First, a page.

There are seven requirements generally 238 necessary to a valid contract. (1) Possibility. The thing to be done must be possible. (2) Legality. It must not be forbidden by law. (3) Proper parties. The parties to a contract must be competent. Contracts with idiots or drunken persons are not binding. Some contracts with minors are not binding, although contracts for the necessities of life are. (4) Mutual assent. A proposition not assented to by both parties is not binding on either. (5) Valid consideration. A man is not regarded as injured by the breaking of a promise for which he has paid, or is to pay, nothing. (6) Fraud or deceit. A contract obtained by fraud is void as against the party using the fraud, but may be enforced by the innocent party if he sees fit. (7) Written contracts. Here comes the most important difference between real and personal property. Real property can only be conveyed by a written instrument, properly executed and recorded, while personal property passes by mere possession. Contracts relating to the sale of real estate are not binding unless in writing, while verbal 239 contracts are sufficient for personal property if accompanied by payment of a part of the purchase price or the acceptance of the goods. For amounts under $50 verbal agreement in itself is binding.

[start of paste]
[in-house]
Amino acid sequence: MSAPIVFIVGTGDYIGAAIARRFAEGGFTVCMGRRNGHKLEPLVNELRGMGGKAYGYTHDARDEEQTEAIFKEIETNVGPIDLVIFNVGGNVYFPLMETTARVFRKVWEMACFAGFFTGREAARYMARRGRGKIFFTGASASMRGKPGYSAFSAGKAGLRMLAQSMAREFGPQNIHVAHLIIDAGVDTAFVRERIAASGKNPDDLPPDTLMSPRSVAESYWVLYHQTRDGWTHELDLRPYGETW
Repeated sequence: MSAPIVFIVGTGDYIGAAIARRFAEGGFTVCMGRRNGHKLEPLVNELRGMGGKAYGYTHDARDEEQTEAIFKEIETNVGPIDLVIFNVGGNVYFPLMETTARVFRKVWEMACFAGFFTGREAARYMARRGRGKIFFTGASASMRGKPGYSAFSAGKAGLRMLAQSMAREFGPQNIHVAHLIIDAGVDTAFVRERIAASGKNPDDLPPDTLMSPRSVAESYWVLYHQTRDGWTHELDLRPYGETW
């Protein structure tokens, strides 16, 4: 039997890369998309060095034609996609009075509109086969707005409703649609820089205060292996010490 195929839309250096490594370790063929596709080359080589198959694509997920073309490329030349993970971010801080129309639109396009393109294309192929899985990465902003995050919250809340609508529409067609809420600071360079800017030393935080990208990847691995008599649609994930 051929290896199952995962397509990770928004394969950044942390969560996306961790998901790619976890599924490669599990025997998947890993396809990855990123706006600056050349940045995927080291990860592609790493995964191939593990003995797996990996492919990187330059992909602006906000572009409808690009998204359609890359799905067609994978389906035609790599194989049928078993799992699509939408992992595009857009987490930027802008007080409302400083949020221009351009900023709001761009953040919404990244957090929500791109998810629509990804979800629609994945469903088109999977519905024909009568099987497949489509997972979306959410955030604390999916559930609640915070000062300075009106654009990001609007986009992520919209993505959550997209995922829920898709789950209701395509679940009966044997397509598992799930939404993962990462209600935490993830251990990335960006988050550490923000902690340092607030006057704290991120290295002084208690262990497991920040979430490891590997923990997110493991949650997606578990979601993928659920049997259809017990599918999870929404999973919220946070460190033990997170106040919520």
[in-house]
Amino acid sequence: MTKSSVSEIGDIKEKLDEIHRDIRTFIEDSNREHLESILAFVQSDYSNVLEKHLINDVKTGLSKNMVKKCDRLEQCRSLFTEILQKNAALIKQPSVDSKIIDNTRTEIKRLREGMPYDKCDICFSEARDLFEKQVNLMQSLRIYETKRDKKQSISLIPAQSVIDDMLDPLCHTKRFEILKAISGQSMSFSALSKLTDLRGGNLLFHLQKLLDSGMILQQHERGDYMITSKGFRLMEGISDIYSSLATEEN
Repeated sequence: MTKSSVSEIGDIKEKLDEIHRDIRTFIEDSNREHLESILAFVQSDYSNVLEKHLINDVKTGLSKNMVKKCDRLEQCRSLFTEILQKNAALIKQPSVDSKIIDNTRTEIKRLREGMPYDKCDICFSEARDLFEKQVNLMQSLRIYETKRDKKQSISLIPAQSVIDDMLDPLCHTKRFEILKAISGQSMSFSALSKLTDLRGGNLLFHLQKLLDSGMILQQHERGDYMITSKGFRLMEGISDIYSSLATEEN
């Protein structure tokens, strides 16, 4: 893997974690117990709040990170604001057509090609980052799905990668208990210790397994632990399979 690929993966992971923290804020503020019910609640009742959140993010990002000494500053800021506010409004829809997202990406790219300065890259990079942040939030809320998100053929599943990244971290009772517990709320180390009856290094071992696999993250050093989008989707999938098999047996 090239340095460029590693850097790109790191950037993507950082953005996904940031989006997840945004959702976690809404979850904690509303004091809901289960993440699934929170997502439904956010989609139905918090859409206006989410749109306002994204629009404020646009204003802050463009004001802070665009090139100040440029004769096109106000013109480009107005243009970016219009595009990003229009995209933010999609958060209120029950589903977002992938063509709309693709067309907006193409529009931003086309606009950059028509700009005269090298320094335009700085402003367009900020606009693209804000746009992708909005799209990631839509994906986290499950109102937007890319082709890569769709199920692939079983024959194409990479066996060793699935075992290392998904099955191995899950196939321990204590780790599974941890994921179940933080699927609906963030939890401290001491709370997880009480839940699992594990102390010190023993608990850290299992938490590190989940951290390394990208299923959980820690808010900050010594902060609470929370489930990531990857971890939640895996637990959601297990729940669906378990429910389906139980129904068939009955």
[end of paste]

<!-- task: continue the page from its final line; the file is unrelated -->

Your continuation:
The purchaser should require of the seller evidence that the title to the land is straight and clear; if not, exactly what the defects are. This is done through an abstract of title, which should be prepared by a competent lawyer. This is not an official document, and its value depends largely upon the ability and watchfulness of the party making the abstract. Ownership of land is conveyed by means of a deed. A deed is an instrument conveying at least a life interest in the land. Care should be taken that the deed contains the essential parts and that it is properly executed.


Deeds are of two kinds: Quit claim deeds, which convey all the rights, title and interest 240 which the seller has in the land, but does not warrant the title; and warranty deeds, which, in addition to what a quit claim does, contain covenants which agree that the seller and his heirs, etc., shall warrant and defend the title to the purchaser against the lawful claims of all persons.